Charles Dickens

But, becoming affectionate almost immediately, she flounced out of it again, and kneeled down on the floor to take her sister, chair and all, in her arms.

'Don't suppose I am hasty or unkind, darling, because I really am not. But you are such a little oddity! You make one bite your head off, when one wants to be soothing beyond everything. Didn't I tell you, you dearest baby, that Edmund can't be trusted by himself? And don't you know that he can't?'

'Yes, yes, Fanny. You said so, I know.'

'And you know it, I know,' retorted Fanny. 'Well, my precious child! If he is not to be trusted by himself, it follows, I suppose, that I should go with him?'

'It--seems so, love,' said Little Dorrit.

'Therefore, having heard the arrangements that are feasible to carry out that object, am I to understand, dearest Amy, that on the whole you advise me to make them?'

'It--seems so, love,' said Little Dorrit again.

'Very well,' cried Fanny with an air of resignation, 'then I suppose it must be done! I came to you, my sweet, the moment I saw the doubt, and the necessity of deciding. I have now decided. So let it be.'

After yielding herself up, in this pattern manner, to sisterly advice and the force of circumstances, Fanny became quite benignant: as one who had laid her own inclinations at the feet of her dearest friend, and felt a glow of conscience in having made the sacrifice. 'After all, my Amy,' she said to her sister, 'you are the best of small creatures, and full of good sense; and I don't know what I shall ever do without you!'

With which words she folded her in a closer embrace, and a really fond one.

'Not that I contemplate doing without You, Amy, by any means, for I hope we shall ever be next to inseparable. And now, my pet, I am going to give you a word of advice. When you are left alone here with Mrs General--'

'I am to be left alone here with Mrs General?' said Little Dorrit, quietly.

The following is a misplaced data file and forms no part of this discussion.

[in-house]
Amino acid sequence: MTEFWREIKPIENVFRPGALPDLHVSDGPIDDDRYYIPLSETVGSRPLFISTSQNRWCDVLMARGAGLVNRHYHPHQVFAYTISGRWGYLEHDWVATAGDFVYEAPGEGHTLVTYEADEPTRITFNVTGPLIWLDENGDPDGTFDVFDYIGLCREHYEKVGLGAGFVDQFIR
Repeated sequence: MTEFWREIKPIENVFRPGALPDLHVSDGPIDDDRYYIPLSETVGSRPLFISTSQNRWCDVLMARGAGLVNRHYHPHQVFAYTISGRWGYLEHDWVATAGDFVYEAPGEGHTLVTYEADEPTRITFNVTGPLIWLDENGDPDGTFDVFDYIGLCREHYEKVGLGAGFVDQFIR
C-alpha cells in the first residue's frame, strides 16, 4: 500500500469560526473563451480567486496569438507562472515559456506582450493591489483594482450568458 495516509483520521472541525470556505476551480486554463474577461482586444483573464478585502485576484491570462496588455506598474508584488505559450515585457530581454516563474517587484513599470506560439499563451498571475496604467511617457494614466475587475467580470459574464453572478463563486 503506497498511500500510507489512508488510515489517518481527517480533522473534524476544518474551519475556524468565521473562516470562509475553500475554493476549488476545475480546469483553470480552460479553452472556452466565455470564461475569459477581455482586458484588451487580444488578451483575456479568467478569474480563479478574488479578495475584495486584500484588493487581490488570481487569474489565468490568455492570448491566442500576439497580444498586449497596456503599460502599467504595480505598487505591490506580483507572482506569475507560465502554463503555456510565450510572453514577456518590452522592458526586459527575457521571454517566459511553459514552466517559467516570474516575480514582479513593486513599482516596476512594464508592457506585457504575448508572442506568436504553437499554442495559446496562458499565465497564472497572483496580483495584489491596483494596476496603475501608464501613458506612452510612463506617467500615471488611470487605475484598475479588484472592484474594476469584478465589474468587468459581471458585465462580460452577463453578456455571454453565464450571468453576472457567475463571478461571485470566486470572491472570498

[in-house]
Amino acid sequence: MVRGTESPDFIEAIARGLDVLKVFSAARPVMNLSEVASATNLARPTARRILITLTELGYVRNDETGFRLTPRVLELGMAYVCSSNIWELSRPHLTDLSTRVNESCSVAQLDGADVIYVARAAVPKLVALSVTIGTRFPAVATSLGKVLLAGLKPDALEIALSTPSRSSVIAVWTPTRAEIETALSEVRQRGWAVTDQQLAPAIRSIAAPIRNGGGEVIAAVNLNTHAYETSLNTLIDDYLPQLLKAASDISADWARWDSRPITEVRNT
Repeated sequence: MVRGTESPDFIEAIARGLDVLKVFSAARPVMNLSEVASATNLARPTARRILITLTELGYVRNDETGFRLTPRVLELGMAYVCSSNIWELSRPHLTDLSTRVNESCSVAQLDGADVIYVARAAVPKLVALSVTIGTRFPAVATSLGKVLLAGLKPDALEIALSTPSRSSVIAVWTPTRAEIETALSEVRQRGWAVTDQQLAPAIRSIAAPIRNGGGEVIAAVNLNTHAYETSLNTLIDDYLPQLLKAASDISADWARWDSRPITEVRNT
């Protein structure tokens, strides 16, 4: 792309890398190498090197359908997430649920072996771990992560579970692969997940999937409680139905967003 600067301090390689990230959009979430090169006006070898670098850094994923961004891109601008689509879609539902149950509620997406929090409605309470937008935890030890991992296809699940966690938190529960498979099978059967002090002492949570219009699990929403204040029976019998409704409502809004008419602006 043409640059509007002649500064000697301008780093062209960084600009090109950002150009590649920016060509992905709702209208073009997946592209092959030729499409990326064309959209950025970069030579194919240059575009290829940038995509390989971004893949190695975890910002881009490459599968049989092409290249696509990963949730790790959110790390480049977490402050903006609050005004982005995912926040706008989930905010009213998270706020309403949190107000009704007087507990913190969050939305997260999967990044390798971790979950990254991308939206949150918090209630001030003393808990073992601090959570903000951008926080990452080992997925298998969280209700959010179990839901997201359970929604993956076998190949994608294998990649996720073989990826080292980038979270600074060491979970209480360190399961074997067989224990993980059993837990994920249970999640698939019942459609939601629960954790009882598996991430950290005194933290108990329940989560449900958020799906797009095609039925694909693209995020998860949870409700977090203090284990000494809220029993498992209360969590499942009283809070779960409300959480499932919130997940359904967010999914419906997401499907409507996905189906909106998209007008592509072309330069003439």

'Why, of course, my precious, till papa comes back! Unless you call Edward company, which he certainly is not, even when he is here, and still more certainly is not when he is away at Naples or in Sicily. I was going to say--but you are such a beloved little Marplot for putting one out--when you are left alone here with Mrs General, Amy, don't you let her slide into any sort of artful understanding with you that she is looking after Pa, or that Pa is looking after her. She will if she can. I know her sly manner of feeling her way with those gloves of hers. But don't you comprehend her on any account. And if Pa should tell you when he comes back, that he has it in contemplation to make Mrs General your mama (which is not the less likely because I am going away), my advice to you is, that you say at once," Papa, I beg to object most strongly. Fanny cautioned me about this, and she objected, and I object." I don't mean to say that any objection from you, Amy, is likely to be of the smallest effect, or that I think you likely to make it with any degree of firmness. But there is a principle involved--a filial principle--and I implore you not to submit to be mother-in-lawed by Mrs General, without asserting it in making every one about you as uncomfortable as possible. I don't expect you to stand by it--indeed, I know you won't, Pa being concerned--but I wish to rouse you to a sense of duty. As to any help from me, or as to any opposition that I can offer to such a match, you shall not be left in the lurch , my love. Whatever weight I may derive from my position as a married girl not wholly devoid of attractions--used, as that position always shall be, to oppose that woman--I will bring to bear, you May depend upon it, on the head and false hair (for I am confident it's not all real, ugly as it is and unlikely as it appears that any One in their Senses would go to the expense of buying it) of Mrs General!' Little Dorrit received this counsel without venturing to oppose it but without giving Fanny any reason to believe that she intended to act upon it.